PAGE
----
Nat O'Connor: It seems to me that there is some confusion in the way in which international factors on Ireland's deficit are presented to the general public in the media. In particular, the 'requirement' that Ireland's deficit is reduced to three per cent of GDP by 2014 seems to be confused with the issue of whether it may be too expensive for us to borrow from the bond markets early next year. The financial institutions that lend money to countries (i.e. the 'bond markets') do not care whether Ireland reaches three per cent of GDP by 2014, provided we can show evidence of an ability to repay our borrowings. But in terms of providing this evidence, the deadline for satisfying these lenders may well be early 2011, not end-2014.
Those who are offering to lend money to Ireland at the moment (at high rates of nearly eight per cent) are taking a chance on making big money on these loans; balanced against a heightened risk that this or the next Irish Government will decide not to pay back the loan - or only pay back a portion of it. However, they are not crazy. They would not lend to Ireland (except at extortionate, short-term rates) if they thought that it was highly likely that we would default on the loans. So, we are still in a position where some of these large - and coldly calculating - financial institutions think that they can make money. (That is, they are confident that we will pay back the loans, or at least enough years of interest, to make it worth their while taking the risk). Unfortunately, not enough of them are interested in lending to Ireland, hence we would have to borrow at nearly eight per cent from the small pool of risk-takers who are willing to lend.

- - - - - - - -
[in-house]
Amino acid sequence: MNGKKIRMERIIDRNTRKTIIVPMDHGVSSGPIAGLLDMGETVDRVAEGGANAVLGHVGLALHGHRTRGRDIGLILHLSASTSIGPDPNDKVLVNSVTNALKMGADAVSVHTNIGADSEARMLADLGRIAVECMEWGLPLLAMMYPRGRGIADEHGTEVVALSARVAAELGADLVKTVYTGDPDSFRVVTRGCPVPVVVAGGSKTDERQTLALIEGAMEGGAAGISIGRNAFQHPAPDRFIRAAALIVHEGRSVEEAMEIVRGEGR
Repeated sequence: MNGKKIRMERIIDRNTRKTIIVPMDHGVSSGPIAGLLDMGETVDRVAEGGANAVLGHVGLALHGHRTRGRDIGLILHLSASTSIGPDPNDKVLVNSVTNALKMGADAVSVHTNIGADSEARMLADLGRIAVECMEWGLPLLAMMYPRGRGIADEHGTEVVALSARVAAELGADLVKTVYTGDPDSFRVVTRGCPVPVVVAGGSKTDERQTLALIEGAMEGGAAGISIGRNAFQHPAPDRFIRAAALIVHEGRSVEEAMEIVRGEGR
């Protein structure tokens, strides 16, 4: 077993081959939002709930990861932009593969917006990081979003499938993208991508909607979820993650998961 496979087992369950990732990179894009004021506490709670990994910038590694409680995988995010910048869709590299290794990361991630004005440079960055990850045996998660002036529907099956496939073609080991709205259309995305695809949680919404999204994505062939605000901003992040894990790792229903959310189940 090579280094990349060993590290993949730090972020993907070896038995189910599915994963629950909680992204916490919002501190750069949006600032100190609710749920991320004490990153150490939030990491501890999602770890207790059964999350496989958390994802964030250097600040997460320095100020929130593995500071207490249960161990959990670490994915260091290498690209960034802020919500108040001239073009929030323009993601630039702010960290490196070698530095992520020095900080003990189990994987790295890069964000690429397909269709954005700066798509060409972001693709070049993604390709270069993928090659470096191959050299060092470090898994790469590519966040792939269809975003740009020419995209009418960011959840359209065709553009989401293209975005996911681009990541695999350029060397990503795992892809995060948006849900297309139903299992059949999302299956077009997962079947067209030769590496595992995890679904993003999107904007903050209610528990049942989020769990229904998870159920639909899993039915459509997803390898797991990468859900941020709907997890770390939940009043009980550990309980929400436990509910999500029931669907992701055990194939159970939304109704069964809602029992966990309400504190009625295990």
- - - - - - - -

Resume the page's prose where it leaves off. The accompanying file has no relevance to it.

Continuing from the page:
However, the institutions that might consider lending to Ireland at lower rates are not necessarily the same financial institutions that would lend at higher rates. Some institutions make more conservative lending decisions, while others go for more risky investments. This is an oversimplification, perhaps, as most will have balanced portfolios, but it hopefully illustrates the point that not all participants in the international bond markets are clones.
The more conservative institutions operating in the bond markets want to see more evidence of ability to pay. That is, they want evidence that Ireland has moved into a period of economic growth that can be sustained. And they want evidence that tax revenue is stable. And they certainly want to see public expenditure reduced over time to what the state can afford, based on its revenue. However, as long as there is evidence that the state is on a sustainable path, it doesn't matter whether it is 2014, 2016 or 2020. All that matters is that Ireland is on a stable growth trajectory and can show that it will be able to pay back the money.